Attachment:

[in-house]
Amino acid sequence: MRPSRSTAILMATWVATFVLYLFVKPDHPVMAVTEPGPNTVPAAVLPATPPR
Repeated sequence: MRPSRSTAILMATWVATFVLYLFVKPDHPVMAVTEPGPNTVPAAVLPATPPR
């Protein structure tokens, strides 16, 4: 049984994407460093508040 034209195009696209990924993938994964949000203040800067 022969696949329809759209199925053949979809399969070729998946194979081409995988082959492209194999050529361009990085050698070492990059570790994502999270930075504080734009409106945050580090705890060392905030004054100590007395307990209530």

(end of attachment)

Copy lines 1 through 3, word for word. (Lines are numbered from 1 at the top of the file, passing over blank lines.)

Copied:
[in-house]
Amino acid sequence: MRPSRSTAILMATWVATFVLYLFVKPDHPVMAVTEPGPNTVPAAVLPATPPR
Repeated sequence: MRPSRSTAILMATWVATFVLYLFVKPDHPVMAVTEPGPNTVPAAVLPATPPR